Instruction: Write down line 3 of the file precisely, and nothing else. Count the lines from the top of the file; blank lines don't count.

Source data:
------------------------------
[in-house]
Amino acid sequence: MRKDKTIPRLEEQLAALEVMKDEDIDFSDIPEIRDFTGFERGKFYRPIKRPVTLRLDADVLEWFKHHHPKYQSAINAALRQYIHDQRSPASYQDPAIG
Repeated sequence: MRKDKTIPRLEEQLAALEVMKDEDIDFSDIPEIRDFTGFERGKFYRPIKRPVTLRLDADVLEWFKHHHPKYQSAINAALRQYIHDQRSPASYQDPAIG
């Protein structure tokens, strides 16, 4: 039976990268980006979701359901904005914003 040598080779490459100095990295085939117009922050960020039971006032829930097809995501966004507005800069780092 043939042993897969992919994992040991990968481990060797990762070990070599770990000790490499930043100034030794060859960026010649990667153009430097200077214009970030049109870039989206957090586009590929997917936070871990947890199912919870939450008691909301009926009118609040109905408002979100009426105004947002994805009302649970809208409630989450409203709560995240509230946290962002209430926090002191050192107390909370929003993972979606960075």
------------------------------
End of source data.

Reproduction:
Repeated sequence: MRKDKTIPRLEEQLAALEVMKDEDIDFSDIPEIRDFTGFERGKFYRPIKRPVTLRLDADVLEWFKHHHPKYQSAINAALRQYIHDQRSPASYQDPAIG